Focusing your grasstops outreach effectively

grasstops engagement

Focusing your grasstops outreach effectively

By Claire Squire

We’ve all heard about “grassroots” in politics: ordinary citizens who want to promote a cause. So what exactly are grasstops? In this Citizens’ Climate University webinar hosted by Volunteer Education and Engagement Coordinator Brett Cease, learn more about what grasstops engagement is, and how to focus your outreach for the best results.

What are grasstops?

Brett defines the grasstops as “people in the community that have many possible connections—often large employers, figureheads in terms of faith backgrounds, or representatives in city or local government—and have a large footprint within that community.” Outreach to these influential individuals or groups can be key in convincing your member of Congress to support the Energy Innovation Act. This training teaches strategies to focus your outreach, save time and highlight persuasive voices. For example, chambers of commerce are often key players in local economies and are typically more influential than small shops.

Successful research strategies

There may be lots of these grasstops people and organizations in your community. How can you tell which will be most important to your member of Congress and which you should focus on building relationships with? First, start by learning more about your member of Congress (MOC). Stephanie Doyle, CCL’s Director of National Outreach and Partnerships, outlines three main areas you should research.

Legislative profile: Research where your MOC stands on party issues, which committees they serve on, their level of party leadership, and which issues they are passionate about. Much of this information can be found in the MOC bios CCL provides in Community. To learn how to find those congressional bios and what info they include, check out this clip:

Personal profile: To understand a Congress member a little more deeply, consider researching their religion, college, profession before entering politics, and clubs or interests. Who does your MOC listen to? 

Relational network: Do any volunteers in your CCL chapter have connections with your MOC’s spouse, children, relatives, or peers? Reminder: be respectful of their privacy.

After gathering all of this information, map connections between chapter members and grasstops. You may want to do a quick survey of your group to see if there are existing connections, which can provide a starting point to strengthen a grasstops relationship. To maximize your success and efficiency, have a system for organizing information, such as a spreadsheet or Word document. By keeping track of who reaches out to who, your chapter can ensure follow-up and lasting engagement with grasstops. For more tips on mapping connections, check out this clip:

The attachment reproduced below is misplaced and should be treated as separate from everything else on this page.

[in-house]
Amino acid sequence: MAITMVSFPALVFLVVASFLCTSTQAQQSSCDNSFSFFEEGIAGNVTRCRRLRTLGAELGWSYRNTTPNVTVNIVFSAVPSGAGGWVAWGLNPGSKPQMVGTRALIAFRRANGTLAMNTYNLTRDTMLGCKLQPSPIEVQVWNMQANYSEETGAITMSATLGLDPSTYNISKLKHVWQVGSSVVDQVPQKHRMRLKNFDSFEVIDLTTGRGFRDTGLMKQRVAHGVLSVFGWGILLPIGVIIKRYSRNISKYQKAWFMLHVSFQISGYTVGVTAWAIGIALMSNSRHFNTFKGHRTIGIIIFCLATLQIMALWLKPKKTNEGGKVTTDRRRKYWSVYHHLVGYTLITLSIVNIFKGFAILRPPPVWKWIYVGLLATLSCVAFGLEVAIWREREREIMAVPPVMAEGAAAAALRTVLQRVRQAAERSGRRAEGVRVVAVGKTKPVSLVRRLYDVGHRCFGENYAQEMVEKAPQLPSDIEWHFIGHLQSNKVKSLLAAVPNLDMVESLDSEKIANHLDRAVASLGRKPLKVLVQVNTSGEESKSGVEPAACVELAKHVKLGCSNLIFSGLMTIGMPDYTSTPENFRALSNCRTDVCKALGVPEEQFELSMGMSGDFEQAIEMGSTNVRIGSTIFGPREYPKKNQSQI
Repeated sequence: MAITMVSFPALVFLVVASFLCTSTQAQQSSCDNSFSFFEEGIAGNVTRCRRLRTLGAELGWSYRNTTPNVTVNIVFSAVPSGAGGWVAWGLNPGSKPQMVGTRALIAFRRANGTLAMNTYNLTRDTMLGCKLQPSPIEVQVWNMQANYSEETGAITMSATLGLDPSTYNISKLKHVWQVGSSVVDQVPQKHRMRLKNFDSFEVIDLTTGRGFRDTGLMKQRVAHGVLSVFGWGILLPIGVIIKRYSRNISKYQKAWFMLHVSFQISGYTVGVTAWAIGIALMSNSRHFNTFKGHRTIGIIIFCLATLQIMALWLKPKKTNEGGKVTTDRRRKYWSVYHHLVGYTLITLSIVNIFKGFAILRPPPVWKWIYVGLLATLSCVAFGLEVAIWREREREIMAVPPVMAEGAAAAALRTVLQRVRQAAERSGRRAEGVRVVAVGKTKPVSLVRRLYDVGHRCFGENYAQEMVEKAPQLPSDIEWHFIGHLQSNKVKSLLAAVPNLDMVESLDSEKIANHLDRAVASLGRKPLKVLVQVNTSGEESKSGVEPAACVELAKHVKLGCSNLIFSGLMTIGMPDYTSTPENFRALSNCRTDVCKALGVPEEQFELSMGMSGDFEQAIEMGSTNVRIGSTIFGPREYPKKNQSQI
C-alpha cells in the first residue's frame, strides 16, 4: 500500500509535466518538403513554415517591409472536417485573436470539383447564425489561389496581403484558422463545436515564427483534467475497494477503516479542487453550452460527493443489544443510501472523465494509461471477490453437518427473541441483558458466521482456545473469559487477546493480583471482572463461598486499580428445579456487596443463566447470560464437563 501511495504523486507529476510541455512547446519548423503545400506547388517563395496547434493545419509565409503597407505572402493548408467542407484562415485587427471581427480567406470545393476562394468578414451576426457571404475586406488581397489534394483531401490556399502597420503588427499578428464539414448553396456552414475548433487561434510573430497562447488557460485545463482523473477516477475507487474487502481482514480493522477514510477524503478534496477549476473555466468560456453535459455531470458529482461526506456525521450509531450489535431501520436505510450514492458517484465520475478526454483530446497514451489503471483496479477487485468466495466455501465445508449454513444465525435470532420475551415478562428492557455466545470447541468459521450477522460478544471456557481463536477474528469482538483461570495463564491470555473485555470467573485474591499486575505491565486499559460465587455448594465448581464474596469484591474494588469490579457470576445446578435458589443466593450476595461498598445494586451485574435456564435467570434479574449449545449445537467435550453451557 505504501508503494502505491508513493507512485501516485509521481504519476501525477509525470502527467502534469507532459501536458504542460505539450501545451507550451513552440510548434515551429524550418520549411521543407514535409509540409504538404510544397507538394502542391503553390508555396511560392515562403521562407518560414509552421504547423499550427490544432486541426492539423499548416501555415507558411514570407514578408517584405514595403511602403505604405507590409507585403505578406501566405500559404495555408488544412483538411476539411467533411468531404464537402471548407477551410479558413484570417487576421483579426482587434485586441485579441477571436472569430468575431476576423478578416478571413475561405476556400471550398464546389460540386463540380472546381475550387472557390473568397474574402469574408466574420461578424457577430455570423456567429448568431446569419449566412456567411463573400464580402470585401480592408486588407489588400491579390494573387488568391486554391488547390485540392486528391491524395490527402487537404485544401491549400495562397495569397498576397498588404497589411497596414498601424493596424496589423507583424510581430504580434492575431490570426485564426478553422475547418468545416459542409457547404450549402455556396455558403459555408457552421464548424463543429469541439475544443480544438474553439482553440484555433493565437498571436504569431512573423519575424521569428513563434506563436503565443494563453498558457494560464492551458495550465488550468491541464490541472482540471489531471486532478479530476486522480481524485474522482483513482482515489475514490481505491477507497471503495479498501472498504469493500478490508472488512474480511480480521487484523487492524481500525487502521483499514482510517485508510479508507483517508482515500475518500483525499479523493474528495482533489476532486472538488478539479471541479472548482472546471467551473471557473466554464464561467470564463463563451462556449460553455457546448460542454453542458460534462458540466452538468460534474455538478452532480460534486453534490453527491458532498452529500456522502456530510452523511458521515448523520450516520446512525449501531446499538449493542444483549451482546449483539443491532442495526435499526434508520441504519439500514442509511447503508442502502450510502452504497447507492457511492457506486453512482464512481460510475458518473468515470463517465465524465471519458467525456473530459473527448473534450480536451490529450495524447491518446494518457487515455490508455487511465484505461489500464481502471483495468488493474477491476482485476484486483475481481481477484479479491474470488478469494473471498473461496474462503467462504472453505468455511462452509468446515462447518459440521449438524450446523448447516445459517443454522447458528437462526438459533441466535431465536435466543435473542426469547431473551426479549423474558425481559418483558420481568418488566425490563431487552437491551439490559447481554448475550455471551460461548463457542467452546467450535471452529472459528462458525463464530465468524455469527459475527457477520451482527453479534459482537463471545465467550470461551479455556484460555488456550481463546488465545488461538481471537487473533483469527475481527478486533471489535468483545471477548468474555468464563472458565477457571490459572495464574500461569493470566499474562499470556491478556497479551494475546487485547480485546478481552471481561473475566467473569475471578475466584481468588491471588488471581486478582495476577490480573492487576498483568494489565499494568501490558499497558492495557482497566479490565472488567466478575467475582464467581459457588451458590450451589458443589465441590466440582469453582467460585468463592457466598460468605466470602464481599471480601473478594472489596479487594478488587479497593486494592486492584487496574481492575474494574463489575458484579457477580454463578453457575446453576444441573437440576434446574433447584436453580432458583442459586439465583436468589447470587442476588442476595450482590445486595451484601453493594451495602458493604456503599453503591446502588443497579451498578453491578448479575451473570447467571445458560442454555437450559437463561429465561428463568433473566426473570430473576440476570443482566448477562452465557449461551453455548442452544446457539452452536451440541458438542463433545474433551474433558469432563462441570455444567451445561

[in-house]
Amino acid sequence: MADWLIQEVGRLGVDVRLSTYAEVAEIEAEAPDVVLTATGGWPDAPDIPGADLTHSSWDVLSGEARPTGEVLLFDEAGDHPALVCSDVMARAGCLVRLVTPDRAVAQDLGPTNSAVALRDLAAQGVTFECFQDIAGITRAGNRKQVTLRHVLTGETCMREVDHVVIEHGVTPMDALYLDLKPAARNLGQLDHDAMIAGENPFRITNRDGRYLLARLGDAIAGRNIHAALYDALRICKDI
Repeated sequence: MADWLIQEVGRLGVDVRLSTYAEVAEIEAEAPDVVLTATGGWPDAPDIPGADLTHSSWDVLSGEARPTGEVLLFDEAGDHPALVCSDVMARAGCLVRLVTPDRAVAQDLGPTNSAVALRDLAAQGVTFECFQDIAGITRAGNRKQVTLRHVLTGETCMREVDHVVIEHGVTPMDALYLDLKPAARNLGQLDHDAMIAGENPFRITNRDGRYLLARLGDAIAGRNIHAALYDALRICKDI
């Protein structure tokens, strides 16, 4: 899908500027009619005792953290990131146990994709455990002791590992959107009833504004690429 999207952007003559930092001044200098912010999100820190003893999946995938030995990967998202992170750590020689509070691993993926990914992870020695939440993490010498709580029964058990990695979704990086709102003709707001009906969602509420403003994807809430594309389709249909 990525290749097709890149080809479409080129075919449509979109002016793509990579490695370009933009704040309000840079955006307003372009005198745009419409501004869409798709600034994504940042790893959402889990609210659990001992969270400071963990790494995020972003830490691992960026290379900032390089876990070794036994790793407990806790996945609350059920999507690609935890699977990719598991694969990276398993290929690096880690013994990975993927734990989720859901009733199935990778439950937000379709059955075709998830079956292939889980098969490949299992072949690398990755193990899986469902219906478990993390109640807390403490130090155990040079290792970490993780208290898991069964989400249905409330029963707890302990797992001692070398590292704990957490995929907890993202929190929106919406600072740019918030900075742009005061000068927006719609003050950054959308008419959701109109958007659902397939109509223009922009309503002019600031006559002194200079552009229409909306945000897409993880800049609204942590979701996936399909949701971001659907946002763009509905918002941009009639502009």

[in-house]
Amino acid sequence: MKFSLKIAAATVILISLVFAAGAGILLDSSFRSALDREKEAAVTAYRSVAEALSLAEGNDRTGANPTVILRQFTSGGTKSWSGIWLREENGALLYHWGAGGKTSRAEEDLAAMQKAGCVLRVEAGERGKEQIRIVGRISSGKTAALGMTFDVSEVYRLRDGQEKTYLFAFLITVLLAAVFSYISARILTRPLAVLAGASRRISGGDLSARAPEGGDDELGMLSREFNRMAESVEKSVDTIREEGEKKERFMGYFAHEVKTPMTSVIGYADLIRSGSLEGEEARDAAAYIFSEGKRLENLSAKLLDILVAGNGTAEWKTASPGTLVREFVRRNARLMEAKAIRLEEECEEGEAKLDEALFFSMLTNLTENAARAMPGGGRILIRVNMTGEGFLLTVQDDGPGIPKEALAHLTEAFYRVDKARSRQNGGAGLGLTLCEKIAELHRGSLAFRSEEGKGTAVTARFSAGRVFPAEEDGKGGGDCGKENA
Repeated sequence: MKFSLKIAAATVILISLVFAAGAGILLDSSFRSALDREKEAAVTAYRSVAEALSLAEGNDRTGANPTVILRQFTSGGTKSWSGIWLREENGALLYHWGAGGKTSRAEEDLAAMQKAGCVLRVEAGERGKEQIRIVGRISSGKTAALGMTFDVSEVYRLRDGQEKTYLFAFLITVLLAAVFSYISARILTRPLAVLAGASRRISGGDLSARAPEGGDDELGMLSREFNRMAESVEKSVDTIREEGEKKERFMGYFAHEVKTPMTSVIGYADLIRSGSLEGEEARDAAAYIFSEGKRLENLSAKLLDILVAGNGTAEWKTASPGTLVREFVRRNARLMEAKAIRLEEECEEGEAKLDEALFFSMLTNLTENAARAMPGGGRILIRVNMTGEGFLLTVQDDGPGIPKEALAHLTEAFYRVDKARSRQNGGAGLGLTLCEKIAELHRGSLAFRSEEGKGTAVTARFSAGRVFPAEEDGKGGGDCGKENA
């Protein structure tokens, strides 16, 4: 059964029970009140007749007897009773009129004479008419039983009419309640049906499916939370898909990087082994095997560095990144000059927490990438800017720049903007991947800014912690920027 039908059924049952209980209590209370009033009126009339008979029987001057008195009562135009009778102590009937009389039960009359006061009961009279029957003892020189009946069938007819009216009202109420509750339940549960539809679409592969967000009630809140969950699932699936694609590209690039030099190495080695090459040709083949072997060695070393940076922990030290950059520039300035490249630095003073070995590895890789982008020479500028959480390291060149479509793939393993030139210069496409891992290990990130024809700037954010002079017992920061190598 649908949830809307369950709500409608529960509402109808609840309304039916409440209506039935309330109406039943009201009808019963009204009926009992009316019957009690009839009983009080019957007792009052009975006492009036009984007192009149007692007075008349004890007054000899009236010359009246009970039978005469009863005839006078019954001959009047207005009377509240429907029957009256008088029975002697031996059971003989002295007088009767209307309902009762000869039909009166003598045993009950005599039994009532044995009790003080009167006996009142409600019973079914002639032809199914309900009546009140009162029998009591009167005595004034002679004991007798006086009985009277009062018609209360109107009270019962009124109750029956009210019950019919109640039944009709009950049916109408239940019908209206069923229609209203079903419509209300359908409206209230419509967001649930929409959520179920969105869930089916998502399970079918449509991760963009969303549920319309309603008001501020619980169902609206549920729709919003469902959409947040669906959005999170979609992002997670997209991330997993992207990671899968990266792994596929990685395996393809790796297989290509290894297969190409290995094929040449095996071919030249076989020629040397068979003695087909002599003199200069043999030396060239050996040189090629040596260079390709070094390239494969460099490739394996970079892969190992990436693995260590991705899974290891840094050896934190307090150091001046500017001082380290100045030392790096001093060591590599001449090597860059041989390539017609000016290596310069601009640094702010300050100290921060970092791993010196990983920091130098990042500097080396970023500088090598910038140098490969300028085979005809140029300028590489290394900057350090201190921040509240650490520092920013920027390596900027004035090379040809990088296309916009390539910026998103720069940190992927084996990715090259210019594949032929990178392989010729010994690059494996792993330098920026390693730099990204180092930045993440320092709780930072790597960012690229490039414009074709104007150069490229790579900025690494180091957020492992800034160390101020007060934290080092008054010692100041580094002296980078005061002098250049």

Focusing research on businesses

As Stephanie notes, volunteer knowledge about their district or state is a key asset. Start by determining the biggest local employer in your district, preferably one impacted by climate change. For example, in Western states like Utah, the highly lucrative ski industry is hard-hit by climate change and often provides essential grasstops support. Some industries are not currently feeling the brunt of climate change but are projected to experience impacts, so be creative when researching potential supporters.

Success story

In Asheville, North Carolina, the brewing industry has not only invigorated the tourism industry, but also the grasstops efforts of local CCL volunteers. Steffi Rausch, who leads the Asheville chapter and co-leads CCL’s Grasstops Engagement Action Team, recalls her chapter learning that their MOC is the Vice Chair of the Small Brewers Caucus. “After looking at his committees and caucuses, we strategically decided to target endorsements from the breweries,” Steffi explains. 

Steffi Rausch, grasstops engagement

Steffi Rausch

The team determined which Asheville breweries are most influential, but started with smaller companies, working their way up. Volunteers found that the first few were hardest, but once they obtained a few endorsements, other brewers in the tight-knit industry began voicing their support as well. As grasstops endorsements increased, one of the brewers set up a meeting with the congressman, CCL volunteers, and endorsers at a brewery, where they talked for an hour about climate impacts on the brewing industry, in what Steffi describes as “by far the best and longest” meeting to date. The chapter’s next target? The banking and insurance industry. After all, their MOC is the ranking member of the Financial Services Committee.

Messengers matter

It is important to keep in mind that many districts have specific industries that enable the area to thrive. When these influential business owners are brought to the table, they bring with them immense persuasive power. That’s why grasstops engagement work is so worthwhile. As Southeast Regional Coordinator Don Addu notes, “The more you can bring in those types of voices, the stronger your voice will be.”

For more grasstops resources, check out these sites:

Claire Squire is an intern with CCL’s Communications team and a second-year Environmental Management student at Indiana University.

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